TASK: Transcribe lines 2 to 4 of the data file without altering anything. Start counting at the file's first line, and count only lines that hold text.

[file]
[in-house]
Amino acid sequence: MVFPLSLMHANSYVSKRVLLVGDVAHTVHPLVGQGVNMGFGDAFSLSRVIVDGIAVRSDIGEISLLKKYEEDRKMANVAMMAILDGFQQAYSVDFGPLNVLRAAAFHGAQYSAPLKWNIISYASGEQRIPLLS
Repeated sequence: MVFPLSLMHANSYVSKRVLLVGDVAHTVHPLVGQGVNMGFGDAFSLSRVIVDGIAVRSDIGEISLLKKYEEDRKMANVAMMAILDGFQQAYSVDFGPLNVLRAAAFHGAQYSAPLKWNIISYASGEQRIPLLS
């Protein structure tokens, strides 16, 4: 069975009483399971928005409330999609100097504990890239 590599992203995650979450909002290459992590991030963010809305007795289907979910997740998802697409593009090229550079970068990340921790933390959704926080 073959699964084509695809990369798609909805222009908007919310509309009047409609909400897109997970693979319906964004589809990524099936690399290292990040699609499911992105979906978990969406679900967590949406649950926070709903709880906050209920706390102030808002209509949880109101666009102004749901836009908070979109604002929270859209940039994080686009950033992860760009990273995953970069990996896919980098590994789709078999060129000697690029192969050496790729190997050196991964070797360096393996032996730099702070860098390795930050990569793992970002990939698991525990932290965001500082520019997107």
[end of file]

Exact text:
Amino acid sequence: MVFPLSLMHANSYVSKRVLLVGDVAHTVHPLVGQGVNMGFGDAFSLSRVIVDGIAVRSDIGEISLLKKYEEDRKMANVAMMAILDGFQQAYSVDFGPLNVLRAAAFHGAQYSAPLKWNIISYASGEQRIPLLS
Repeated sequence: MVFPLSLMHANSYVSKRVLLVGDVAHTVHPLVGQGVNMGFGDAFSLSRVIVDGIAVRSDIGEISLLKKYEEDRKMANVAMMAILDGFQQAYSVDFGPLNVLRAAAFHGAQYSAPLKWNIISYASGEQRIPLLS
């Protein structure tokens, strides 16, 4: 069975009483399971928005409330999609100097504990890239 590599992203995650979450909002290459992590991030963010809305007795289907979910997740998802697409593009090229550079970068990340921790933390959704926080 073959699964084509695809990369798609909805222009908007919310509309009047409609909400897109997970693979319906964004589809990524099936690399290292990040699609499911992105979906978990969406679900967590949406649950926070709903709880906050209920706390102030808002209509949880109101666009102004749901836009908070979109604002929270859209940039994080686009950033992860760009990273995953970069990996896919980098590994789709078999060129000697690029192969050496790729190997050196991964070797360096393996032996730099702070860098390795930050990569793992970002990939698991525990932290965001500082520019997107």